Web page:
Polestar Re:Move concept unveiled as last-mile delivery scooter
The Polestar Re:Move electric scooter is designed for inner city couriers, has a payload of 180kg and a top speed of around 15mph
It was designed as a more sustainable alternative to petrol-powered mopeds for city-based delivery services and is pitched as a solution to the surging increase in online shopping.
Like its car manufacturing processes, Polestar sought to make the Re:Move’s environmental impact as low as possible. So, the scooter’s chassis is made from low-carbon aluminium, which was produced using renewable energy – and it’s also completely recyclable.
The scooter is powered by a 2.2kWh battery pack and a compact electric motor, which offers a top speed of 15mph. The powertrain also has enough torque to haul a maximum payload of 180kg on the load area between the front and rear wheels.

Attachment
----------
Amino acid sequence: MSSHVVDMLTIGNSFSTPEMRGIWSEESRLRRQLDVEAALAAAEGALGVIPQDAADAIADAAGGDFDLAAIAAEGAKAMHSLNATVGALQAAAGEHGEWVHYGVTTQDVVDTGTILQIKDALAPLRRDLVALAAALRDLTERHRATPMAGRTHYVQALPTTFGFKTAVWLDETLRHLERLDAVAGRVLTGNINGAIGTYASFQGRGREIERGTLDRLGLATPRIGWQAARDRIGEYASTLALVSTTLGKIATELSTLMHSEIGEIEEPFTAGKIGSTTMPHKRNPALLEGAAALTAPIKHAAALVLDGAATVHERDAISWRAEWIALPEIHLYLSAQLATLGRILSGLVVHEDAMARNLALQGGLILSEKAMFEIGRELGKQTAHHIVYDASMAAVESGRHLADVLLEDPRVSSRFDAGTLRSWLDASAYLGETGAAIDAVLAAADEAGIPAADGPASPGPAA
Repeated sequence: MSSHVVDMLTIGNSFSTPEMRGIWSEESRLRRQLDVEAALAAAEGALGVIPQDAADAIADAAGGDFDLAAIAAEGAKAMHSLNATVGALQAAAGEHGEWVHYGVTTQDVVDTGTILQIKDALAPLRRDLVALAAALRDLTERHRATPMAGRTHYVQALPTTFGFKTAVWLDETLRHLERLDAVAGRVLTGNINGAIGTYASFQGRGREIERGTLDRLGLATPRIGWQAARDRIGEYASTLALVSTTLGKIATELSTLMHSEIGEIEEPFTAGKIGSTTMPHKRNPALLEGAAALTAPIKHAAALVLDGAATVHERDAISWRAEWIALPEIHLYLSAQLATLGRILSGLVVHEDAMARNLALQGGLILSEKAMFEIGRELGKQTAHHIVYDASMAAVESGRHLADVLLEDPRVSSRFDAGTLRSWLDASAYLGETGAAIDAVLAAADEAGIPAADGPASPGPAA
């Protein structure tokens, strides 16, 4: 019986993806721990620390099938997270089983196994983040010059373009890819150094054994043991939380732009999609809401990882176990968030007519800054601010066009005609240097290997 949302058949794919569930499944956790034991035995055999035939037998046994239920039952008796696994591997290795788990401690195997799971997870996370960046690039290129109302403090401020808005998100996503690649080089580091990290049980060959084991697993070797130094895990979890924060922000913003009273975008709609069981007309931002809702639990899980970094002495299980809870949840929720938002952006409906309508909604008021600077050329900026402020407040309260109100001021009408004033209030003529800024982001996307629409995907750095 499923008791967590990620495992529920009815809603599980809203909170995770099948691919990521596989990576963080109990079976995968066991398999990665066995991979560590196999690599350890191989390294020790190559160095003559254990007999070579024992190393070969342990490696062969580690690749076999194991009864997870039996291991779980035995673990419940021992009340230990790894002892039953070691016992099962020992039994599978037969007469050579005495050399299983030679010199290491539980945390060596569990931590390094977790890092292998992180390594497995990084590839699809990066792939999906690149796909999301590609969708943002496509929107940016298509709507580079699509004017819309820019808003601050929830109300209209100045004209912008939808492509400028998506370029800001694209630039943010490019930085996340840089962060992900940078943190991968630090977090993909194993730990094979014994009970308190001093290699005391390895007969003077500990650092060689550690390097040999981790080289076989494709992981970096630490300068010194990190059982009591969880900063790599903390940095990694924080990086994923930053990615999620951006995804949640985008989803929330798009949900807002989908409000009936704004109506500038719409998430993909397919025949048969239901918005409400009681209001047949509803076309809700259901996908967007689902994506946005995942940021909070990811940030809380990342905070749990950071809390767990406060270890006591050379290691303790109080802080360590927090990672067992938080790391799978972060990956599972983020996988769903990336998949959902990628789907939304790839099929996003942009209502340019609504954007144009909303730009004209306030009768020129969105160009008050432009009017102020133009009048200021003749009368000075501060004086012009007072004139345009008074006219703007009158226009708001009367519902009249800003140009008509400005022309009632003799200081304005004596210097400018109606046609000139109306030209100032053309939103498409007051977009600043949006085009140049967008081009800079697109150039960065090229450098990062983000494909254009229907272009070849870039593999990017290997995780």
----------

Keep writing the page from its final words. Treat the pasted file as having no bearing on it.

Polestar also enlisted the help of the electric motorbike manufacturer, Cake, to help with the development of the Re:Move’s handling. The rear swing arm is damped for a little more rider comfort, there’s disc brakes for some added safety and the chassis has a unique tilting mechanism, which allows the scooter to lean into corners, which Polestar says improves stability.
The scooter is also only 750mm wide, which Polestar says makes it ideally suited to travelling along cycle lanes or threading through narrow urban streets. It comes with always-on lighting, too, as well as brake lights, a horn and optional indicators, all helping to improve safety.
Bjørn Kjetil Mauritzen, Head of Sustainability at Hydro (the project’s aluminium supplier), said: “To stay within the 1.5-degree Paris Agreement target, we need fewer fossil-fuel vehicles on the streets, but we should also be striving to reduce emissions and harmful particulates in the air.
“Re:Move is not only a low maintenance vehicle with an electric powertrain, but it’s also fully recyclable and uses low carbon aluminium that is made with renewable energy.”
Now click here to read about British brand EAV’s take on the electric urban delivery conundrum…